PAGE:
One of the oddest things that’s emerged from the Philadelphia school funding package worked out in Harrisburg in June is that it locks in a significantly higher sales tax in Philadelphia than the suburbs, and it seems hardly anyone has noticed.
A quick history: For years, the city and suburbs had the same sales tax—6 percent, all of it going to the state. When Philadelphia got into financial trouble 20 years ago, a penny for the city was added, making its sales tax a total of 7 percent.
The mayor and council added another “temporary” 1 percent in 2009 when the recession made things tight. It was supposed to expire next June. But now the school funding plan would make that increase permanent, meaning the sales tax will stay at 8 percent in the city, 2 percent higher than in the suburbs.
When Mayor Nutter dropped by WHYY for an interview Friday, I asked if he thought there would be any impact on the city’s economy. His answer: nope.
“I think at this point in time, folks have pretty much gotten used to that,” he said. “I don’t know that we have any demonstrable impact. I don’t know that there’s anyone running around trying to evade the city sales tax.”
You can make the differential sound like a little or a lot. On a $4 pack of smokes, you’ll pay eight cents more if you buy at a Wawa in the city.
On the other hand, an 8 percent sales tax is 33 percent higher than a 6 percent tax. Which is a lot.
I didn’t think the issue was whether people would drive to the suburbs to save sales tax on small purchases, but whether a company like Best Buy or Ikea would consider locating another store in Philadelphia if everybody would be paying 2 percent more for their purchases there than suburban stores.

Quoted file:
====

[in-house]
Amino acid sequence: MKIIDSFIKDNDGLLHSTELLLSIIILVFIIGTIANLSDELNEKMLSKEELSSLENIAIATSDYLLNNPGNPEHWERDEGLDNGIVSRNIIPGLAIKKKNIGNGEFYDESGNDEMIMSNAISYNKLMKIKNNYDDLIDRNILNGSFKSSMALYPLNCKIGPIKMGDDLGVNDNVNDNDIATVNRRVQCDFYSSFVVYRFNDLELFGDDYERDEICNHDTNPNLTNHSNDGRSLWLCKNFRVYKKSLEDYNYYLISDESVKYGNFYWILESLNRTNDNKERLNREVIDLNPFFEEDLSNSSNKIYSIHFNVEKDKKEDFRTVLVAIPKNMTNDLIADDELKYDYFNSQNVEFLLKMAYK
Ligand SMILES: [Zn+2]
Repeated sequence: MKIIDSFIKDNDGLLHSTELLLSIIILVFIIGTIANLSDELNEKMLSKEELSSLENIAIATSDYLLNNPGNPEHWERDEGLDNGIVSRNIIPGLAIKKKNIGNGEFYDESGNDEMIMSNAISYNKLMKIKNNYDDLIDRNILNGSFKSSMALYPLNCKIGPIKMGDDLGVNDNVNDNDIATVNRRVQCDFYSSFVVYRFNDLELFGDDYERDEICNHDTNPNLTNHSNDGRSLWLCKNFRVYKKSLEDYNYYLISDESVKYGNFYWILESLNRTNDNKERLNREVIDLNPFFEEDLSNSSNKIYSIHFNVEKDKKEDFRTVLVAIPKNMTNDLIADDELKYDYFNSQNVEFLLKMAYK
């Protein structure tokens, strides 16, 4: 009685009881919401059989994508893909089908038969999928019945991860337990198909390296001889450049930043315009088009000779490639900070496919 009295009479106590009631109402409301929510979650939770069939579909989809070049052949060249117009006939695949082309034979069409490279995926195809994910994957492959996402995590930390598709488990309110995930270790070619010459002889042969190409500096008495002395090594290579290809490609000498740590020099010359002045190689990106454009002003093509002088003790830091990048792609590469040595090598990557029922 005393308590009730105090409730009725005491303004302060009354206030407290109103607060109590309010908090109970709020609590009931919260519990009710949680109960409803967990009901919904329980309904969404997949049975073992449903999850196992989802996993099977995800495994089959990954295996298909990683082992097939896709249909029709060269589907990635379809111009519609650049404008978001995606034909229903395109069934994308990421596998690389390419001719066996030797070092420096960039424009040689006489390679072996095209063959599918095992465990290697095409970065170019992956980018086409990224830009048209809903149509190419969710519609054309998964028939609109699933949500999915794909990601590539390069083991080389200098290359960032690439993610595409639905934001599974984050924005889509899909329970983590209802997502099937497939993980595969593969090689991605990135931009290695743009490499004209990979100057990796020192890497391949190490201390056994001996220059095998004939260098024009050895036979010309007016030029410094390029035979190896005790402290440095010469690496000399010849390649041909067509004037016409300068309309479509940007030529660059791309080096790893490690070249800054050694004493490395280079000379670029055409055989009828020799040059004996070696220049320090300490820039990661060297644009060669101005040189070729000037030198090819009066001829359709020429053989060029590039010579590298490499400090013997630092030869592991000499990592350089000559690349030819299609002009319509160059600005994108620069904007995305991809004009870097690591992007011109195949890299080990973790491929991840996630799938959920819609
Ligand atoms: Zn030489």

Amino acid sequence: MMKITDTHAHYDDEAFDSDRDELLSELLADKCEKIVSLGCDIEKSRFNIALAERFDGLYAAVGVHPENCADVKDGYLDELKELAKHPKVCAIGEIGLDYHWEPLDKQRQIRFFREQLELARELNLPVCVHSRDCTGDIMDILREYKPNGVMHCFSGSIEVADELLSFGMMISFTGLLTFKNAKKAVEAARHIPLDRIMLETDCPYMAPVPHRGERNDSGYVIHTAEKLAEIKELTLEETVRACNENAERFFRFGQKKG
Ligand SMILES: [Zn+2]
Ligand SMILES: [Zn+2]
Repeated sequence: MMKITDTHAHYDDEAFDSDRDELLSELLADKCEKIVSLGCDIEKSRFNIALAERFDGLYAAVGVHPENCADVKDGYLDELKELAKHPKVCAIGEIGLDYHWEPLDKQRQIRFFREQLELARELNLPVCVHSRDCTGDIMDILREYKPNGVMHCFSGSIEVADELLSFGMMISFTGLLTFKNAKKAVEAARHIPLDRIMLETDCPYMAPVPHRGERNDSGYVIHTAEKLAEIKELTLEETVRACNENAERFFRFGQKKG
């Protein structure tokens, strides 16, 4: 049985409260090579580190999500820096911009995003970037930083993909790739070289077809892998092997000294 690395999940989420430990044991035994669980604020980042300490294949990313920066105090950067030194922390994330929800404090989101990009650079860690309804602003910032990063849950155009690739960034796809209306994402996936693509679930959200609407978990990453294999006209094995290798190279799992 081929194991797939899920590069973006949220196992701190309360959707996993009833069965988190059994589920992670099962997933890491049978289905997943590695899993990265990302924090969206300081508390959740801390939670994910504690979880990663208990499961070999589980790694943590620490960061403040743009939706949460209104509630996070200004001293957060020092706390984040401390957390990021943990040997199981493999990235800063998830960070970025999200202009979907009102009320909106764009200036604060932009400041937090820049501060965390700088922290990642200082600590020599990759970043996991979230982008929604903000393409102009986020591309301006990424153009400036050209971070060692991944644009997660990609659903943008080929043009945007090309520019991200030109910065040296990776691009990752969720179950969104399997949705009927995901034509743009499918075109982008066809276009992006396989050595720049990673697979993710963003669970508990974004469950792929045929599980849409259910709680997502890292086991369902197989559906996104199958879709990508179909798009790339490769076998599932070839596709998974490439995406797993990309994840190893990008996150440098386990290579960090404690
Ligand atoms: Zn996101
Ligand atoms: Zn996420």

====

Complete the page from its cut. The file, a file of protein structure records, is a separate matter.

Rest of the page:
Nutter dismissed the notion, saying plenty of stores are planning to come to East Market Street.
If the business community in town disagrees, you wouldn’t know it.
I checked, and when the “temporary” sales tax was enacted in 2009, then Chamber of Commerce CEO Mark Schweiker called it a “woeful development,” though he didn’t lobby against it in Harrisburg (all sales tax changes tax require state legislation).
This time, the Chamber of Commerce seems to be quietly supportive. An op-ed piece on school funding co-authored by current chamber President Rob Wonderling mentioned the sales tax hike without a hint of opposition.
A recent piece by Center City District President Paul Levy and Brookings Institution Senior Fellow Jeremy Nowak raised concerns about the effect of city’s heavy tax burden on job creation, though it emphasized wage and business taxes and cited recent increases in the parking, real estate and use and occupancy tax.
Maybe a sales tax increase doesn’t matter. But I’d feel better if I thought we were taking a good look at it and consulting some economists before jumping on board.
Wharton School professor Robert Inman, who’s studied the impact of city tax policies for years told the Inquirer in June that the effect of the sales tax increase “is not going to be zero,” but that it would take time to conduct a credible analysis.
City Council will have to vote on the issue at some point. Maybe we’ll learn more then.